New Report on Social and Ethical Issues of Nanotechnology

Photo: @ iStockphoto / Martin McCarthy

January 23, 2009

As Congress considers continued funding for the U.S. National Nanotechnology Initiative (NNI) including support for responsible development for nanotechnology, a Northeastern University report funded by the National Science Foundation and the Woodrow Wilson Center's Project on Emerging Nanotechnologies investigates common misconceptions associated with emerging nanotechnologies and emphasizes the importance of attending to ethical issues within ongoing responsible development discourses and efforts.

“Nanotechnology has tremendous potential to contribute to human flourishing in socially just and environmentally sustainable ways,” said Ronald Sandler, philosophy and religion professor at Northeastern and author of the report. “The National Nanotechnology Initiative affords a unique opportunity to take a critical and constructive perspective on the relationship between technology, government, environment and society. Emerging nanotechnologies offer a novel chance to make social progress through broad, innovative, forward-looking responsible development.”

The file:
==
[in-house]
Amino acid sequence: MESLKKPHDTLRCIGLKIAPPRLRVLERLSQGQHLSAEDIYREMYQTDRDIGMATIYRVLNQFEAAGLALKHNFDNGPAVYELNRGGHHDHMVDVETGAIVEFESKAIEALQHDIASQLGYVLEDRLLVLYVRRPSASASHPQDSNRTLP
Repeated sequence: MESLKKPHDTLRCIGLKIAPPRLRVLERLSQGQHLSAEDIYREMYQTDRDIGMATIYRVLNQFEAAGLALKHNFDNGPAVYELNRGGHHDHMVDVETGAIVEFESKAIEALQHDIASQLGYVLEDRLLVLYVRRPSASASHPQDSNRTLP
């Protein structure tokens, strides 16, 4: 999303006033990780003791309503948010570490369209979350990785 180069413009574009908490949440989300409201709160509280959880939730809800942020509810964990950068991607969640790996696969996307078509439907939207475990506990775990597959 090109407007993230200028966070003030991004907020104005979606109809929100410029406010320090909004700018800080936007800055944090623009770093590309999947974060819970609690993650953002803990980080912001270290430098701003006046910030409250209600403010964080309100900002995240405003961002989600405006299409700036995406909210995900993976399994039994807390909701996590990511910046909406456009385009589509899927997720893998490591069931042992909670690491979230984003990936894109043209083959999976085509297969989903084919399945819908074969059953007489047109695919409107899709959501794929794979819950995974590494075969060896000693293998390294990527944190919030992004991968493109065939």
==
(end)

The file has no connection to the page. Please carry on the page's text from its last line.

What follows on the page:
Written by Sandler in collaboration with the Nanotechnology and Society Research Group, the report emphasizes ways in which social and ethical issues intersect with governmental functions and responsibilities including science and technology policy and funding, regulation and research support. It also provides a typology of the social and ethical issues associated with nanotechnology and discusses several specific issues of each type.

“Many of the social and ethical issues associated with emerging nanotechnologies are determinate, immediate, distinct, significant and actionable," explained Sandler. "Consideration and responsiveness to them is needed now in order to anticipate and proactively address potential negative aspects of emerging nanotechnologies, as well as to identify and promote opportunities for them to contribute to human flourishing and environmental sustainability."

Additional support for this work was provided by the Center for High-rate Nanomanufacturing and the NSRG's Nanotechnology Interdisciplinary Research Team award.

The full report can be found at http://www.nanotechproject.org/.

For more information, please contact Samantha Fodrowski at 617-373-5427 or at s.fodrowski@neu.edu.

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